Stu Markham, Newark’s longest continuously serving council member, will not seek an eighth term.
“It’s time to move on,” Markham said, choking back tears as he made the announcement at the beginning of Monday night’s council meeting. “It’s kind of odd. I can’t come up with the words.”
Markham noted that the city is in a good place, with no financial crises, no major legal battles and no leadership challenges. In other words, he said, it’s an ideal time for a new councilperson to get his or her feet wet.
“This is a situation where if I were a new councilperson, I would want to come in,” he said. “It's nice and calm and quiet. Having your feet to the fire when you first start is not a lot of fun."
Markham knows that first-hand, after having been thrust into the midst of the costly lawsuit over the Newark Reservoir just a few months after winning his first term.
“I had no time to adjust,” he recalled in an interview Monday night.
A resident of The Hunt at Louviers, Markham was first elected in 2006, winning a three-way race for the District 6 seat. He went on to be re-elected six times, facing a challenger only once.
The first councilman to live north of White Clay Creek, he ran with the goal of giving a voice to residents of northern Newark, who are further away from the core of the city and often feel forgotten, he said.
"The idea was to have them more involved in the city. and I think they are,” he said. “I think there's more involvement and I think there's more attention to what's going on.”
During his time on council, Markham was instrumental in establishing Curtis Mill Park on the site of the old Curtis Paper Mill and has been a strong proponent of renewable energy. He spearheaded the creation of the McKees Solar Park and has long advocated installing solar panels atop buildings in the city, an idea that is in the early stages and could be voted on this summer.
"I always try to find more than one problem to solve with a single project,” noting that the solar helps the environment while also saving the city money on electricity costs.
Markham used his background in information technology to help modernize the city’s IT department, and he developed a reputation for scrutinizing the city’s monthly financial reports, frequently peppering the finance director with questions.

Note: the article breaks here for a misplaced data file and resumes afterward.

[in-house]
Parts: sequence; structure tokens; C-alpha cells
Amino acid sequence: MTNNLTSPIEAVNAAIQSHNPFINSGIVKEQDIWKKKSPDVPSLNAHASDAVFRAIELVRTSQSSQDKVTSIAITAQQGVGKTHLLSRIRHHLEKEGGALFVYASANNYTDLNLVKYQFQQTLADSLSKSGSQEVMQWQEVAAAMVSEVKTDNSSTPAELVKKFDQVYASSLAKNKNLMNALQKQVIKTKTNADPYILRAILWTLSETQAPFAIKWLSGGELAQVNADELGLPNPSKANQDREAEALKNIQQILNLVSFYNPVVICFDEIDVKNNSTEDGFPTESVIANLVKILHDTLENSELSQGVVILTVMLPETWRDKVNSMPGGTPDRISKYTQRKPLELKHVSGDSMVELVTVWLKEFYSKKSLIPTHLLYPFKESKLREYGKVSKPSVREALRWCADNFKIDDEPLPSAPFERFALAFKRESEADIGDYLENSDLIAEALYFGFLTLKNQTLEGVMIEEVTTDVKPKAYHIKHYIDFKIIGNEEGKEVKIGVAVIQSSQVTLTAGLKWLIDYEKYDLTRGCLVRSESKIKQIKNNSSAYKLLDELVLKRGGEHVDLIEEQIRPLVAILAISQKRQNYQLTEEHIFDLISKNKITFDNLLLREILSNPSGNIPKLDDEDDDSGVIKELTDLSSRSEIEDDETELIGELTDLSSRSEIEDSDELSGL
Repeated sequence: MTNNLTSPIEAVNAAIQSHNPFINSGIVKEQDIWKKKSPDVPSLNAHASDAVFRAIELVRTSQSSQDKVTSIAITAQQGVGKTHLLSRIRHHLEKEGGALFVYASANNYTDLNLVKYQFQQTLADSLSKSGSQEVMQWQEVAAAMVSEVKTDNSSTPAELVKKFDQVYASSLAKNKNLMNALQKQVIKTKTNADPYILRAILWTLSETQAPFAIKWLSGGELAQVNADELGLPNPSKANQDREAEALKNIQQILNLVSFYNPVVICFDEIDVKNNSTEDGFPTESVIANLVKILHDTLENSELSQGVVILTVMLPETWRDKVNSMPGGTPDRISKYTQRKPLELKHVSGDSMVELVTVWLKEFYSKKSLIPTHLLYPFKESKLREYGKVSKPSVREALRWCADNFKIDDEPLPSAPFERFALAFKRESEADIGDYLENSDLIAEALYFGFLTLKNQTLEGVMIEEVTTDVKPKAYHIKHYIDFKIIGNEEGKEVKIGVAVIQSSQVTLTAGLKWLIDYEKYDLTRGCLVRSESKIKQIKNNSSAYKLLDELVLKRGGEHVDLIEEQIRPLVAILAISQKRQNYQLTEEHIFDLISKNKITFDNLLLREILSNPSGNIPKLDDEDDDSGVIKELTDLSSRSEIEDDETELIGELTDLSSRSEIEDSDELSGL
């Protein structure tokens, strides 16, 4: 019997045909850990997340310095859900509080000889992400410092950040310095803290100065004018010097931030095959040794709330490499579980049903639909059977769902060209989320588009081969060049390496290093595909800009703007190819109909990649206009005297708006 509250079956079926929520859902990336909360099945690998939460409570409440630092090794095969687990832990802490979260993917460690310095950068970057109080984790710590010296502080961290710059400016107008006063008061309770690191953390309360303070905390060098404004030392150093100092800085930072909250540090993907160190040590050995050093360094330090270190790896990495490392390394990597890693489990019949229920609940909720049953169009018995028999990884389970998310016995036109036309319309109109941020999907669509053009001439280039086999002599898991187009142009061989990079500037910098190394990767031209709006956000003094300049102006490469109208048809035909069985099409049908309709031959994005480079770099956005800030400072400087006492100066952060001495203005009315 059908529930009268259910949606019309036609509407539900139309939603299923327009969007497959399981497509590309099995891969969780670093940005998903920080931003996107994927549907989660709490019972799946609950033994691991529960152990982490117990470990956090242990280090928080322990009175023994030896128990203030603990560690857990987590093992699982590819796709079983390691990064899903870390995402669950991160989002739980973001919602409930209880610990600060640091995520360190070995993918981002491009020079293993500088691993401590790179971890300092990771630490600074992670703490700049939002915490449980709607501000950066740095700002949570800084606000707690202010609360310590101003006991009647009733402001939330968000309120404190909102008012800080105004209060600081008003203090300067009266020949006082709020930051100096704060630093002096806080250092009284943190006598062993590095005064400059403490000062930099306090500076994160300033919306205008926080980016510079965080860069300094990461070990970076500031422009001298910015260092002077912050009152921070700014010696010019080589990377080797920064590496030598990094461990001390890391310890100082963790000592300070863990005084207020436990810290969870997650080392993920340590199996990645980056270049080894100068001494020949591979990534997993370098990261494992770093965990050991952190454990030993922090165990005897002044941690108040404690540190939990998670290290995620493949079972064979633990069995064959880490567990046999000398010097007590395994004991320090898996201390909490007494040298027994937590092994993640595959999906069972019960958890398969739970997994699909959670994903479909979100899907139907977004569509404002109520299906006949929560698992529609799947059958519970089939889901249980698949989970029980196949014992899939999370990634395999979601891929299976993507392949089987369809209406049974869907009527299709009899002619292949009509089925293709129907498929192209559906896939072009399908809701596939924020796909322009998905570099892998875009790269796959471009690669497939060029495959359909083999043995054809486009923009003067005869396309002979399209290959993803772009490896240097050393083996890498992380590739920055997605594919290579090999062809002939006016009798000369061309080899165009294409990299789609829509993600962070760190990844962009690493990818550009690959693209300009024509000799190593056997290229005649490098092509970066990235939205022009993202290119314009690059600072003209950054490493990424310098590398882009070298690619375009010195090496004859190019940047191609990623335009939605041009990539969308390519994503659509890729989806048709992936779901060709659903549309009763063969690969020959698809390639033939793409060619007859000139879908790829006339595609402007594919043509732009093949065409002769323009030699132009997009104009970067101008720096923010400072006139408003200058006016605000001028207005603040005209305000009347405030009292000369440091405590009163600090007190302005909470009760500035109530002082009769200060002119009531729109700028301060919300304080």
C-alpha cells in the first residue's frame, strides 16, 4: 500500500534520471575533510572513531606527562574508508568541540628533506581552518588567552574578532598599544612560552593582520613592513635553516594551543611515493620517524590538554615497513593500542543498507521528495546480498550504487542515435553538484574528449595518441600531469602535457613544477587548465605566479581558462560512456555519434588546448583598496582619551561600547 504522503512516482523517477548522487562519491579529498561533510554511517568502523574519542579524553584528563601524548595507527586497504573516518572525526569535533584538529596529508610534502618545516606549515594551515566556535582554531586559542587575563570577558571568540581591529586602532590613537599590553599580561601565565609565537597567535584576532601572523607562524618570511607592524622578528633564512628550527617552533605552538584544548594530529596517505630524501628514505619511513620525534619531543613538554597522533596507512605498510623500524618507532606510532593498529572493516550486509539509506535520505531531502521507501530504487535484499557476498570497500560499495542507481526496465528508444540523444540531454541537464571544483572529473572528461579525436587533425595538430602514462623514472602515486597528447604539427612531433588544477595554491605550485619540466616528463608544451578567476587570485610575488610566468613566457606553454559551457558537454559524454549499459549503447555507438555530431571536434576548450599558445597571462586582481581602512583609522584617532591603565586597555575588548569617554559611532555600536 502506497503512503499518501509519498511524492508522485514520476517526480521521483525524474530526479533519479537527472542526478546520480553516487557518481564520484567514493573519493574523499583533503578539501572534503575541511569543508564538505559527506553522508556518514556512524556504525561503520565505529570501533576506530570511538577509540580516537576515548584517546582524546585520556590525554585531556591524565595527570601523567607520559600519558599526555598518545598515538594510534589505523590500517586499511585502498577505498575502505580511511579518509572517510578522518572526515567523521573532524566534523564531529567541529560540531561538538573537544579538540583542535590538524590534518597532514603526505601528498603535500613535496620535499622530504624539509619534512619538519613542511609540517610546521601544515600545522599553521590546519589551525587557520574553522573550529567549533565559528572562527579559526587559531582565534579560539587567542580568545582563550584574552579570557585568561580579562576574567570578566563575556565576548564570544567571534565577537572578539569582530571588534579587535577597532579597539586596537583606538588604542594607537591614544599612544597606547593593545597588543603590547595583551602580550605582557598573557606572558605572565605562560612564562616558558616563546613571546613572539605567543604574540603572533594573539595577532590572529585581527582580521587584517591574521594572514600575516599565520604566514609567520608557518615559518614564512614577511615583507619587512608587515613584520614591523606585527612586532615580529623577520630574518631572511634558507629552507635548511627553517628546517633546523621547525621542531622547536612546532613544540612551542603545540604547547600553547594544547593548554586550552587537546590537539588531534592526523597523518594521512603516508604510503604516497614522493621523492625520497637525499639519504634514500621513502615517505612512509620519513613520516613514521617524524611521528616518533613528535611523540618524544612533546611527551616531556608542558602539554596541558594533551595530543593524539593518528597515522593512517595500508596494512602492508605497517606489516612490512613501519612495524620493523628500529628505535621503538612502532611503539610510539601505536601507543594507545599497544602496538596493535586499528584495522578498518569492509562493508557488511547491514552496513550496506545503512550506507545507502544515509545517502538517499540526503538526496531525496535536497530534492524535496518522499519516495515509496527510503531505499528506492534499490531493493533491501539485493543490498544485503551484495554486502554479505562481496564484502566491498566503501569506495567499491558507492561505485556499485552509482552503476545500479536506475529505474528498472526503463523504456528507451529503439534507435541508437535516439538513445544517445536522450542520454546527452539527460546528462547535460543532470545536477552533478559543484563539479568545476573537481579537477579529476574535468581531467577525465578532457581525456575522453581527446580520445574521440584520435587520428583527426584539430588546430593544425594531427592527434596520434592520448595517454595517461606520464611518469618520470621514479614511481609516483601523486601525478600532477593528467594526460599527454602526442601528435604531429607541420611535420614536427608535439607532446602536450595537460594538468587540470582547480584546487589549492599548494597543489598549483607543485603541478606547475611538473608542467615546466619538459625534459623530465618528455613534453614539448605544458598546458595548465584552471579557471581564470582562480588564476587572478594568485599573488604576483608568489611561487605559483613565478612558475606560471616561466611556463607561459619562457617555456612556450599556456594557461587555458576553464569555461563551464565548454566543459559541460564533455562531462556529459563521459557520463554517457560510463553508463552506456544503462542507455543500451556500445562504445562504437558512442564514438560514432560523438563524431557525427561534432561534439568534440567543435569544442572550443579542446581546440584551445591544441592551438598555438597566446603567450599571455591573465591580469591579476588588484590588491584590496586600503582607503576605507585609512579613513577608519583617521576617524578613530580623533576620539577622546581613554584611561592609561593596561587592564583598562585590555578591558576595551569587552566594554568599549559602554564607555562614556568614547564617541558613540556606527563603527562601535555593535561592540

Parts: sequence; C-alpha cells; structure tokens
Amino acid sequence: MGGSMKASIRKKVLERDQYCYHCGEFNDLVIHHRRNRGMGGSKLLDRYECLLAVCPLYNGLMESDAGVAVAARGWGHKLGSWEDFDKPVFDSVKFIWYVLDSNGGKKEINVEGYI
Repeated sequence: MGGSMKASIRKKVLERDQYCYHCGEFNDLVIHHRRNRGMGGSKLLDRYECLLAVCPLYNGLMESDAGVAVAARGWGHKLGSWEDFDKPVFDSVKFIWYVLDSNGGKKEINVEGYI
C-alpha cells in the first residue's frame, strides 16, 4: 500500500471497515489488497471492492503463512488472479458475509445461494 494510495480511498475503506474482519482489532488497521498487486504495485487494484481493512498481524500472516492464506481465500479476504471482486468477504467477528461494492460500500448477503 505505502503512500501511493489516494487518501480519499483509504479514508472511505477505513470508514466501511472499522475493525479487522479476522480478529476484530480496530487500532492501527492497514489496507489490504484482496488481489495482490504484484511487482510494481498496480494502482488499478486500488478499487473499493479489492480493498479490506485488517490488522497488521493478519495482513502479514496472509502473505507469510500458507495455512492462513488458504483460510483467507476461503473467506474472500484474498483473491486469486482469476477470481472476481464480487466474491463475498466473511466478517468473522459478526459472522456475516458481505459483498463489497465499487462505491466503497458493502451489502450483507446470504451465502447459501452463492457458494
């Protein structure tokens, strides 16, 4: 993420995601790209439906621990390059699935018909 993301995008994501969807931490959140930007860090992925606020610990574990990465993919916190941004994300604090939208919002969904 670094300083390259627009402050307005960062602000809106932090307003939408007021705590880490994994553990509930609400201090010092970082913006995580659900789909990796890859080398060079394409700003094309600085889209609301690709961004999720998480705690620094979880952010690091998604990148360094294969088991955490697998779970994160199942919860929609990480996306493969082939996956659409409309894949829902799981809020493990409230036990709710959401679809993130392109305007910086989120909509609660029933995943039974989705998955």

As the council member with the most seniority, he also serves as deputy mayor.
Markham said he has considered retiring from council in previous years, but didn’t feel comfortable leaving the city during difficult times. With things relatively calm, it’s a good time to step away, he said.
"I've thought about it for a few years,” he said in an interview. “I care about the city. I care that the work is being done and we're making progress. It's a hard decision. You could tell I got a little emotional."
Mayor Jerry Clifton thanked Markham for his 14 years of service.
“It’s been an honor for me to serve with you,” Clifton said. “You were the steady hand.”
Markham said he plans to take some time to “recharge” before embarking on any new challenges.
Clifton told him he will always be welcome at city hall after his term ends in April.
“If Kathy throws you out of the house, you can come here every Monday night,” Clifton quipped, referring to Markham’s wife.
Markham said he has talked to a few people considering running for the District 6 seat but hasn’t decided if he will endorse a candidate.
"Let me see how the field ends up,” he said. “I've talked to several reasonable people, and that's the important thing. My district is fairly fiscally conservative, but they also want to see rational decisions made."
Candidates have until Feb. 10 to file to run in the April 14 municipal election. In order to be eligible to run, a potential candidate must be a registered voter, reside in the district he or she is seeking to represent, have lived in the city for at least one year and submit a nominating petition signed by 10 qualified voters in the district.
District 6 encompasses the northern part of Newark, including neighborhoods off Cleveland Avenue, Paper Mill Road and Old Paper Mill Road.
The district 3 and district 5 seats are also up for election in April. The incumbents, Jen Wallace and Jason Lawhorn, have not yet indicated whether they plan to seek re-election.
As of Monday evening, no one has filed to run.